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Unisys Reports: 7 Signs of "Cloud in a Corner" Syndrome

Unisys Reports: 7 Signs of "Cloud in a Corner" Syndrome - top government contractors - best government contracting event

Unisys Reports: 7 Signs of "Cloud in a Corner" Syndrome - top government contractors - best government contracting eventUnisys advises CIOs seeking to get the most out of their investment in cloud computing in considering how the proposed cloud solution can be integrated with the organization’s existing systems and IT processes.

Utilizing an analytical approach is the surest defense against “cloud in a corner,” syndrome where new cloud solutions remain isolated from the rest of the IT environment not contributing their possible business value.

“By some estimates, well planned cloud computing solutions can reduce the cost of IT operations by as much as 20 percent while improving responsiveness and quality in delivery of IT services,” says John Treadway, director, global cloud computing solutions, Unisys. “However, it’s easy to become entranced by new cloud technologies and lose sight of how those can best be integrated with existing resources. By courting ‘cloud in a corner’ syndrome this way, CIOs risk zeroing out savings and even potentially increasing operational costs.”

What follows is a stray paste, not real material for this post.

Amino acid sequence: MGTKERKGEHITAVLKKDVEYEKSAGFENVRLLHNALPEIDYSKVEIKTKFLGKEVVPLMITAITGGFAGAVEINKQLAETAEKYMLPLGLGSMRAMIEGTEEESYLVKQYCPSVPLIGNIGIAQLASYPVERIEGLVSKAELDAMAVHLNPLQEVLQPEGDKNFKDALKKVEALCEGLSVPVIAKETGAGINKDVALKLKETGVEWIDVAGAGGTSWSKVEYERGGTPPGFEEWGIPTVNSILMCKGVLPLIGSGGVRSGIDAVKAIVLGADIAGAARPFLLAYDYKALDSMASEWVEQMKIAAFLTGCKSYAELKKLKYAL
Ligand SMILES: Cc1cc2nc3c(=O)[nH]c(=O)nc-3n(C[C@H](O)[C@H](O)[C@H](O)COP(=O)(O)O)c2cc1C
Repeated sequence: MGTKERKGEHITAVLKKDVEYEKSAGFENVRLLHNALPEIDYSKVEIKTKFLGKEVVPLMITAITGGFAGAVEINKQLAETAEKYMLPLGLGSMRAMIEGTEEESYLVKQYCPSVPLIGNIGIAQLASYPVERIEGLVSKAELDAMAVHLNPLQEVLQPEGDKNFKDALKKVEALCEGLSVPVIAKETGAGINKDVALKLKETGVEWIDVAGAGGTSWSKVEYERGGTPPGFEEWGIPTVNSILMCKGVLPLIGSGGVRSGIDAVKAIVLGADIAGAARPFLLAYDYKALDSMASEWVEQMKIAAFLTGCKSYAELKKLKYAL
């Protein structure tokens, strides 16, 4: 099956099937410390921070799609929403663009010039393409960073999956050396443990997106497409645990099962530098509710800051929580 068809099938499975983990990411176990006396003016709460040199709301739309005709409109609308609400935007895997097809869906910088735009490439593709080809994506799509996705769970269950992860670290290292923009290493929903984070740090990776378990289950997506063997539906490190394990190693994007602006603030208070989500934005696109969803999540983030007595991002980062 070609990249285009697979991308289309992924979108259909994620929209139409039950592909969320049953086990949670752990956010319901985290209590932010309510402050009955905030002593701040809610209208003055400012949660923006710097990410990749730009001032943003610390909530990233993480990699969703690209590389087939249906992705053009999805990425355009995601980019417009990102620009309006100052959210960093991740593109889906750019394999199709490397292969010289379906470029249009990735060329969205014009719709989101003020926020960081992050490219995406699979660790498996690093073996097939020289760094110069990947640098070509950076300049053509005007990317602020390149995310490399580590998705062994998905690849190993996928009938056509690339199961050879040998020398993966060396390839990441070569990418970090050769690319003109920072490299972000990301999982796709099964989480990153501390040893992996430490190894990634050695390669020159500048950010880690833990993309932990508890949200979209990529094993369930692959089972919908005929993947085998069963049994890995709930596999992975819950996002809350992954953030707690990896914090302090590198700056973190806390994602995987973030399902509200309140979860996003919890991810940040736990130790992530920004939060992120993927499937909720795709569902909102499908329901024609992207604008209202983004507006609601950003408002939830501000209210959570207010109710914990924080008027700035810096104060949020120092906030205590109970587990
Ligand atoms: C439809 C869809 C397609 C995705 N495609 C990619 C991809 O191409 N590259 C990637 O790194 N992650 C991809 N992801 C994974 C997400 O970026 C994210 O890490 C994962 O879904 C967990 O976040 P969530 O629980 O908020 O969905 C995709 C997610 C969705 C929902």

According to Unisys, telltale signs that organizations have fallen prey to “cloud in a corner” syndrome include:

  1. Your team is evaluating a “cloud stack” solution without first putting in place a comprehensive strategy and framework for integrating it with your existing IT environment;
  2. You lack clearly articulated criteria and metrics for cloud success from both IT and end-user perspectives;
  3. You’re well into implementation before all stakeholders agree on use cases, roadmaps and expected changes to IT and business processes;
  4. The technology underlying your cloud is so new, none of your IT people know how to operate it and you have no readiness plan in place so they can learn to do so;
  5. You need to create duplicate service, security and risk management processes because your new cloud environment won’t accommodate those you already have;
  6. You have not defined and communicated how your team’s roles and responsibilities will change with a cloud service delivery model; and
  7. You’re already developing a second cloud solution because the first one didn’t meet the organization’s needs.

Treadway suggests in order to avoid “cloud in a corner” syndrome, the focus must above the technology and instead create a comprehensive blueprint for cloud success. The first step in this process is to look at cloud delivery models in the context of the total IT infrastructure.

“No enterprise will move 100 percent to a cloud model any time soon,” Treadway says. “Traditional IT delivery – both internal and outsourced – is not going away. The trick is to recognize that IT is moving to what Unisys calls a ‘hybrid enterprise’ model, where an organization makes cloud, traditional, internal and external IT delivery models all work together to lower costs, reduce risk and improve quality of IT services.”

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